Germans lukewarm over Pope’s visit
DESPITE the fact that German reaction to Ratzinger’s four-day state visit was one of overall apathy, Germany’s top archbishop, Robert Zollitsch, said the Church was extremely pleased with the visit. He told reporters:
All our expectations have been surpassed.
But according to this report, the posturing old bigot’s first state visit to his native Germany:
Fell far short of the expectations of sex abuse victims and those clamouring for a more open and tolerant Church.
Ratzinger’s’s four-day marathon, which wrapped up Sunday, taking in Berlin, the former communist East German city of Erfurt and staunchly Catholic Freiburg, aimed to reinvigorate a Church in crisis in the face of the abuse scandals and growing secularisation.
The report said that those expecting the Pope to take concrete steps toward healing religious rifts or modernising the Church in the interest of winning back alienated Roman Catholics were sorely disappointed, and it quoted Catholic theology professor Werner Tzscheetzsch, a longtime Church critic, as saying:
Nothing will change under Benedict XVI – this year’s trip was a nice show, nothing more.
Despite blanket media coverage, the visit met with a large measure of apathy in this increasingly secular society with liberal views on sexuality.
Germans are leaving both the Catholic and Lutheran Churches in droves. Richard David Precht, a best-selling German author on philosophical issues, said the lukewarm reception in Germany, which had taken great pride in his 2005 election, was symptomatic of a Western trend.
The fate of the Catholic Church in the next few years and decades is not looking very positive or euphoric and I don’t think the Pope’s visit is likely to stop the decline of Catholicism in Germany. I think we will continue to see falling numbers of Catholics unless we experience a major economic downturn.
On a personal note, I have reason to be thankful to Ratzinger, as he indirectly brought me into contact with a brilliant atheist commentator.
After the Pope’s visit to Spain earlier this year I was amazed and gratified to read a blistering attack on him by ex-Catholic Paul Arnold, aÂ former BBC producer who penned a piece for the Costa Blanca News under the heading Sometimes the Pope should put a Sock in It.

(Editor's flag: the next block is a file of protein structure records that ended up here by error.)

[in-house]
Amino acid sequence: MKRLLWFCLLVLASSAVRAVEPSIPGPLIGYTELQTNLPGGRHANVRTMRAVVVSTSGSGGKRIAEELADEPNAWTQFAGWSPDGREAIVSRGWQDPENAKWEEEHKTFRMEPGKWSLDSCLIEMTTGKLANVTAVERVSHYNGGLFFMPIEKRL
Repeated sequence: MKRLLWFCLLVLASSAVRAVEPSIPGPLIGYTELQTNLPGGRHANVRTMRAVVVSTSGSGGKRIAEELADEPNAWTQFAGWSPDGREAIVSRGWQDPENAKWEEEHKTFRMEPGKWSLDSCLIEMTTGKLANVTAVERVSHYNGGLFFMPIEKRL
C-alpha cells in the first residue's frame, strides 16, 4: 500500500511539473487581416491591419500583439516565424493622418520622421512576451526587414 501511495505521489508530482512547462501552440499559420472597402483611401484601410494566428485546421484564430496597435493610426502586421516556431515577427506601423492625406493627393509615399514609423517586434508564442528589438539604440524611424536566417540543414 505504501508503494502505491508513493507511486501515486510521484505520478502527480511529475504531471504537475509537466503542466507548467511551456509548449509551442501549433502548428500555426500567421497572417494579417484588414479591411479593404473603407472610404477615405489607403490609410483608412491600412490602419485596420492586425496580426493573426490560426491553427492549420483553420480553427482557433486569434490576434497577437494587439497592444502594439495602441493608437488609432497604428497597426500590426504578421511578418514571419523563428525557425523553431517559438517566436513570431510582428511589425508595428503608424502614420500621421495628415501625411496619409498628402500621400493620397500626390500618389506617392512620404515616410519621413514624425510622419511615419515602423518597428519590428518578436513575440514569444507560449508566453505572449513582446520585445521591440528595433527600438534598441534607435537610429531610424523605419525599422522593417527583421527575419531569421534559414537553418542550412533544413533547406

I was so impressed by Arnold’s style that I contacted him immediately and asked whether he would consider writing for the Freethinker magazine, and he enthusiastically agreed.
Unfortunately, the CBN did not post Arnold’s piece on the internet, but I have created a link so that you can read it in full.
In his article Arnold lambasted the Pope for making:
The unforgivable clanger of laying the blame (for society’s ills) squarely at the door of secuÂlarism, and claimed that his religion is the antidote. He has even used the term â€˜agÂgressive secularism’ in the past. It’s on these points that me and the pope are going to have a falling out.
He pointed out that:
TheÂ Vatican andÂ its minions are unhappy and angry that Church and state are moving further apart. Not only here in Spain, but in other countries in the union. The pope is losing control over the lives of millions of people and control is what the body politic of the Roman Catholic Church once had and is desperate to cling onto.
When he decries secularÂism his message is less about making the world a more harÂmonious place but more a reÂcruitment drive and rallying call to get people to come over to his side of the fence. It is a lust for power and control. He sees Spain as an instrumental part of his plan to rebuild his Church in Europe and to have a greater influence in how we should all lead our lives.
The Vatican, with its apÂpalling anti-women, anti-intellectual, narrow minded view of the world, is in no fit state to advise on the social, econÂomic and cultural life of a nation. It never was and never will be, and anything that diminishes the influence and the power of this most unÂtrustworthy and discredited institution is welcome. It should simply concentrate and focus its energy on what it does best, concerning itself with spiritual and theological matters.
And he added:
And in any case, what kind of society would we be living in if the church’s tentacles stretched further and deeper into our lives? After all, this was an institution that fully supported Franco’s coup in 1936, even going so far as to deÂscribe it as a “crusade” against “antichrists”. And it continued to support his dictatorship – one of the darkest chapters in this country’s history – for more than thirty years.
Or perhaps his holiness enÂvisages generating a society where, as in America, the Christian lobby is a major force in politics. It is made up of the sorts of people who do not believe in a welfare state, oppose government funding of scientific research because they see it as contradicting the Bible (this is the kind of reÂsearch that may lead to cures for cancers and other horrible diseases), and want laws and policies based on what is in the so-called good book. But dogÂmatic religion is devoid of comÂpassion, reason and sense and should have no place in wider society, unless you want to turn the clock back several hundred years.